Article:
Update on Chilean Politics

Patricio Navia

February 7, 2004


Four years down, two to go

President Lagos is set to celebrate his fourth anniversary in power on March 11. His approval ratings are at an all time high. Good economic prospects should only help his popularity improve in future months. The president must now decide on what to accomplish during his last two years. Because there will be municipal elections in October, the electoral clock is already ticking. Lagos understandable wants to prevent the electoral campaigning from overly influencing the legislative process. He will likely succeed in distancing himself from the municipal elections, but it will be more difficult to prevent the Concertación presidential race from tainting his legislative initiatives.


Electoral Politics Are Back

The municipal elections are having the predictable disciplining effect on all political parties. The corruption scandals that hurt the Concertación in late 2002 and early 2003 and the pedophilia accusations that sent the Alianza against the ropes in late 2003 have given way to intra-coalition bargaining to identify the most competitive candidates for municipal races. Because the Chilean party system is comprised of 6 different parties grouped in two large coalitions, the bargaining takes place at two different levels. First, different factions negotiate within parties and then parties negotiate with coalition partners to identify which municipalities will be assigned to each party.


With much unjustified fanfare, the Concertación announced in late January—before the political elites went on summer vacation in February—it had reached an agreement to nominate a single Concertación candidate in all but 30 of Chile’s 341 municipalities. The remaining 30 municipalities are among the most populous and contended ones. Santiago, where Joaquín Lavín, confirmed Alianza presidential candidate, will not seek re-election, is the most sought after prize by PDC and PS-PPDs. Current Intendente of the Metropolitan Region, PDC Marcelo Trivelli, and former Santiago Deputy, PPD Jorge Schauhlson, are formidable candidates with an excellent change at winning and handing a major symbolic blow to Lavín by defeating his handpicked candidate. Yet, the power struggle between PDC and PS-PPD has made the Concertación choice a thorny affair. The PPD proposal to hold open primaries in Santiago to select the Concertación candidate will probably not go very far, but it has put the PDC on the defensive. Yet, if primaries are held in Santiago, demands for primaries will soon emerge elsewhere. In addition to costs and organizational challenges, the power of the Concertación party elites will be greatly diminished.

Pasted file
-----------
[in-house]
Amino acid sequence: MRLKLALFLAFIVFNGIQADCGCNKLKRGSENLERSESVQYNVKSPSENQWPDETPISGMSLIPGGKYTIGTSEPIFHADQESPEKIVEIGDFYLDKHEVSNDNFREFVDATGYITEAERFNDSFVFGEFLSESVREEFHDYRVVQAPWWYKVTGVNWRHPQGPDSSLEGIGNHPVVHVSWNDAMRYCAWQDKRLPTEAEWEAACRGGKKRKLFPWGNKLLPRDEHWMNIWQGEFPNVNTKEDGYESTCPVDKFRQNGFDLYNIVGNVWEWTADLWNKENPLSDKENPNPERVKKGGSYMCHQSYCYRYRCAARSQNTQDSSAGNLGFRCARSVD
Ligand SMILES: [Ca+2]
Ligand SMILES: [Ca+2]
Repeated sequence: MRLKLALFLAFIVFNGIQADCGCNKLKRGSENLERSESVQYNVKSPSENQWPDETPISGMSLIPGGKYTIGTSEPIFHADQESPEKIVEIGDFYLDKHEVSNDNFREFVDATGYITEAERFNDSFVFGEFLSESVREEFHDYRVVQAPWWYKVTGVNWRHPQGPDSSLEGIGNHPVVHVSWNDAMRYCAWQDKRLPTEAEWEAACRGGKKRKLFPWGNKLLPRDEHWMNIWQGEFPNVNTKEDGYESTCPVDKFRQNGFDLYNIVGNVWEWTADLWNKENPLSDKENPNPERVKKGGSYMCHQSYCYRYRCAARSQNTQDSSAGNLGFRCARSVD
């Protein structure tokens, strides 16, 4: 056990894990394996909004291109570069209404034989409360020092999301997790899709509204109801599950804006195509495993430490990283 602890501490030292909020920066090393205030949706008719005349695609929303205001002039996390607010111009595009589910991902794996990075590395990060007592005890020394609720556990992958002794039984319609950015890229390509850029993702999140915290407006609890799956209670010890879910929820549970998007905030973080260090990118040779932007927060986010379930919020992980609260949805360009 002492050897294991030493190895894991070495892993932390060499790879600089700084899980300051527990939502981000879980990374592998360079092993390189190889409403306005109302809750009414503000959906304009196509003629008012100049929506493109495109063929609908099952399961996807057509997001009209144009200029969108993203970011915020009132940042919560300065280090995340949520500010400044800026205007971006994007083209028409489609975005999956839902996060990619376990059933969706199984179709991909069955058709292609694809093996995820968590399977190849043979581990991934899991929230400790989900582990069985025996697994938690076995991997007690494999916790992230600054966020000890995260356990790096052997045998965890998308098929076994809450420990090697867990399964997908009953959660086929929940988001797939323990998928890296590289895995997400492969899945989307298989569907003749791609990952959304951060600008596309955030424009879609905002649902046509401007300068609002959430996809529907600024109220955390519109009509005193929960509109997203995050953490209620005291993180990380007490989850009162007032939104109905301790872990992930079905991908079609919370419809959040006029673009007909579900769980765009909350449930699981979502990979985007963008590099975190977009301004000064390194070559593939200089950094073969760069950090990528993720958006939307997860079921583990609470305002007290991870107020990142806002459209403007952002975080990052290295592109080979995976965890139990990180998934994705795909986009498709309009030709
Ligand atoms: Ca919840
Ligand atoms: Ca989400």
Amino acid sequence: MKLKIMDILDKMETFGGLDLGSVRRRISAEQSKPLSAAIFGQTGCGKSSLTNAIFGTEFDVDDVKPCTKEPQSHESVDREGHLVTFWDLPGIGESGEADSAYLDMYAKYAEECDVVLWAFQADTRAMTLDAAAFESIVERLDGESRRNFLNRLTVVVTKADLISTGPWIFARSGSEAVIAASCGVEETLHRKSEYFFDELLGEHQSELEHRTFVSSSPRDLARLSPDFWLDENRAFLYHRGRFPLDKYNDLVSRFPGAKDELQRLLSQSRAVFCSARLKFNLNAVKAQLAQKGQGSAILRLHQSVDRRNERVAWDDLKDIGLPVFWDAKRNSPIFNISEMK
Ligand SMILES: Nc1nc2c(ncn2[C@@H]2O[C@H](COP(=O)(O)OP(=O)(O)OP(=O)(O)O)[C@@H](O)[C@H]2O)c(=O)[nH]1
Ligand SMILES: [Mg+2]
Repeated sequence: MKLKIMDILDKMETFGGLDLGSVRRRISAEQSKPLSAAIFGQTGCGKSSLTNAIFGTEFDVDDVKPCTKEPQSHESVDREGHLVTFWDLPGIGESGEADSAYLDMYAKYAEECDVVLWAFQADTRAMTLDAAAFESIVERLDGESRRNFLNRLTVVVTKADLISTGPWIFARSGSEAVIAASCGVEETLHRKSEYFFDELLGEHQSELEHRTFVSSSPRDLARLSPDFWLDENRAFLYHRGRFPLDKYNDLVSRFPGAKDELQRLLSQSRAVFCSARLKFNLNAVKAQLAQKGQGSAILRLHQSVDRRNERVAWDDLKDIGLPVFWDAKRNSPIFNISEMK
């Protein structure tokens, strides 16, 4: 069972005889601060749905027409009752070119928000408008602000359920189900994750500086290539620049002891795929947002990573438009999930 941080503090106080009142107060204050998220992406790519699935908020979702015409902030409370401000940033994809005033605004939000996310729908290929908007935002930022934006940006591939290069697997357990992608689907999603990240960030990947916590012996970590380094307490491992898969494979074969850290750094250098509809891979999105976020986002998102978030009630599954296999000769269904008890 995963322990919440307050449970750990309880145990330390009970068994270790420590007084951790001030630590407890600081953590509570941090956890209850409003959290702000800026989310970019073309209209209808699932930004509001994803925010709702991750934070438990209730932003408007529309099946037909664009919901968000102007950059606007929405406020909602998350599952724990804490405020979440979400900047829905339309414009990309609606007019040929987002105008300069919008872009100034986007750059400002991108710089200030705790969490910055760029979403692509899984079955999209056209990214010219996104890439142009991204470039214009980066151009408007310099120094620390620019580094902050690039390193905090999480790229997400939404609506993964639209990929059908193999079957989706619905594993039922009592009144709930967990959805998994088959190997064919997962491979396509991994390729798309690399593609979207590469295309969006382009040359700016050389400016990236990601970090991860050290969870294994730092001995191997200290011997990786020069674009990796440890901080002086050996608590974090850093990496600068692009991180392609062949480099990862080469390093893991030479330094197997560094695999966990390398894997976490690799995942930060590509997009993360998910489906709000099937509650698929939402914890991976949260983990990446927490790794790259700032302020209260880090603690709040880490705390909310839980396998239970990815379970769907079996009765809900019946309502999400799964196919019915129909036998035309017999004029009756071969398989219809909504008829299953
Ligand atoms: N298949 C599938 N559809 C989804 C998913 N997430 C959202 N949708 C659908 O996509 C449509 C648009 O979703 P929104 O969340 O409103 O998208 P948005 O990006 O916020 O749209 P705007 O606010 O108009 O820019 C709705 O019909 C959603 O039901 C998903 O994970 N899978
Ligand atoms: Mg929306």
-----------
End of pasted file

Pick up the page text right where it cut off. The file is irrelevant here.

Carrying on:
2004 Results as Predictions for 2005 Presidential Election

Parties are particularly worried about the municipal election because of its implications for the December 2005 presidential elections. If the PDC continues to lose ground within the Concertación, its claim that a PDC candidate must be the Concertación nominee in 2005 will we severely weakened.  At the same time, if the Concertación vote is safely above the 50% threshold, the chances of winning a fourth consecutive presidential term in 2005 will increase substantially.


True, aggregating municipal election results at the national level is a risky exercise. Most races are about local issues. Most voters do not know or ignore the party militancy of their candidates. Yet, loyalty of municipal mayors is fundamental at grass root organizing for national elections. Besides, symbols do matter. An electoral victory in October 2004 can have an enormous effect in setting the stage for the 2005 presidential contest.


Lagos has stayed out of the Concertación negotiations, but he might be forced to intervene if the parties fail to reach an agreement on a single list of mayoral candidates before the June registration deadline. Although the Alianza is facing a similar challenge at the negotiating table, the UDI’s electoral strength, political predominance and more unified leadership will likely force RN to acquiesce to an agreement. Joaquín Lavín will not need to get involved in the bargaining, thus reducing the chances of losing support among dissatisfied conservative local leaders. Yet, because a Concertación victory in Santiago or an overwhelming Concertación national victory will hurt his presidential chances, Lavín will strongly campaign for conservative municipal candidates.



Chile and its Latin American Neighbors

An international public relations initiative by the Bolivian government demanding access to the Pacific Ocean took Chile by surprise in late 2003. After a series of controversial and confusing statements by world and regional leaders expressing support for Bolivia’s demand, Chile has successfully defended the legality of its position. No country will voluntarily cede sovereignty over territories conquered in wars and annexed 120 years earlier. Yet, Chile will need to work hard to counter the international sentiment that Bolivia’s underdevelopment is partially a product of being landlocked. Because of its weak political institutions, its fragile democracy and the populist use Bolivian leaders often make of Chile’s position, working with Bolivian leaders to find a satisfactory solution which does not compromise Chilean sovereignty will be notably difficult. At most Chile can optimistically aspire to convince international actors of its willingness to sit at a negotiating table and put the ball on Bolivia’s court.